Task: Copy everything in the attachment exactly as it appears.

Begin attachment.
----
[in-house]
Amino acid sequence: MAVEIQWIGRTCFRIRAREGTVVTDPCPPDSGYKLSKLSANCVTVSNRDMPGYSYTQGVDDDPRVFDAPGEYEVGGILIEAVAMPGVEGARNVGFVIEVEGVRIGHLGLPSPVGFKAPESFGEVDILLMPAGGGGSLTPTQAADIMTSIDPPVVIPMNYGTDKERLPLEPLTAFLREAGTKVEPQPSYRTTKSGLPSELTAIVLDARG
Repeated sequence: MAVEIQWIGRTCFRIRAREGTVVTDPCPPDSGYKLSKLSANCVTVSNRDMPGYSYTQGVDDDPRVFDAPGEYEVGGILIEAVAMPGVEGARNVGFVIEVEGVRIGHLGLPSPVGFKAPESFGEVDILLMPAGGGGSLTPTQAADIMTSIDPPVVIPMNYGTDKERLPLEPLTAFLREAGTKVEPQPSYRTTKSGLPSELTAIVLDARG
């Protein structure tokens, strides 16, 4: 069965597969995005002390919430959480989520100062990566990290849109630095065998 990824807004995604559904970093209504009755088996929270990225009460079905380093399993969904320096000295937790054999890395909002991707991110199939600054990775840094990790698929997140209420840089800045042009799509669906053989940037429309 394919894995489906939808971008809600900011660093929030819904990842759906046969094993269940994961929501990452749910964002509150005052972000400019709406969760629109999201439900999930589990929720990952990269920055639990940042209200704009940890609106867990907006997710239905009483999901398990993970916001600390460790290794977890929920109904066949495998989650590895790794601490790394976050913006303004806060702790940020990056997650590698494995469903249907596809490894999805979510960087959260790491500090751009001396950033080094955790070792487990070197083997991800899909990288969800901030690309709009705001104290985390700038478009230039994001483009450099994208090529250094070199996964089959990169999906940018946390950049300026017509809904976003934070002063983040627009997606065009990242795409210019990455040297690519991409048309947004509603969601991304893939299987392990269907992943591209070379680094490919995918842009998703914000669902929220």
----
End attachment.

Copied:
[in-house]
Amino acid sequence: MAVEIQWIGRTCFRIRAREGTVVTDPCPPDSGYKLSKLSANCVTVSNRDMPGYSYTQGVDDDPRVFDAPGEYEVGGILIEAVAMPGVEGARNVGFVIEVEGVRIGHLGLPSPVGFKAPESFGEVDILLMPAGGGGSLTPTQAADIMTSIDPPVVIPMNYGTDKERLPLEPLTAFLREAGTKVEPQPSYRTTKSGLPSELTAIVLDARG
Repeated sequence: MAVEIQWIGRTCFRIRAREGTVVTDPCPPDSGYKLSKLSANCVTVSNRDMPGYSYTQGVDDDPRVFDAPGEYEVGGILIEAVAMPGVEGARNVGFVIEVEGVRIGHLGLPSPVGFKAPESFGEVDILLMPAGGGGSLTPTQAADIMTSIDPPVVIPMNYGTDKERLPLEPLTAFLREAGTKVEPQPSYRTTKSGLPSELTAIVLDARG
């Protein structure tokens, strides 16, 4: 069965597969995005002390919430959480989520100062990566990290849109630095065998 990824807004995604559904970093209504009755088996929270990225009460079905380093399993969904320096000295937790054999890395909002991707991110199939600054990775840094990790698929997140209420840089800045042009799509669906053989940037429309 394919894995489906939808971008809600900011660093929030819904990842759906046969094993269940994961929501990452749910964002509150005052972000400019709406969760629109999201439900999930589990929720990952990269920055639990940042209200704009940890609106867990907006997710239905009483999901398990993970916001600390460790290794977890929920109904066949495998989650590895790794601490790394976050913006303004806060702790940020990056997650590698494995469903249907596809490894999805979510960087959260790491500090751009001396950033080094955790070792487990070197083997991800899909990288969800901030690309709009705001104290985390700038478009230039994001483009450099994208090529250094070199996964089959990169999906940018946390950049300026017509809904976003934070002063983040627009997606065009990242795409210019990455040297690519991409048309947004509603969601991304893939299987392990269907992943591209070379680094490919995918842009998703914000669902929220």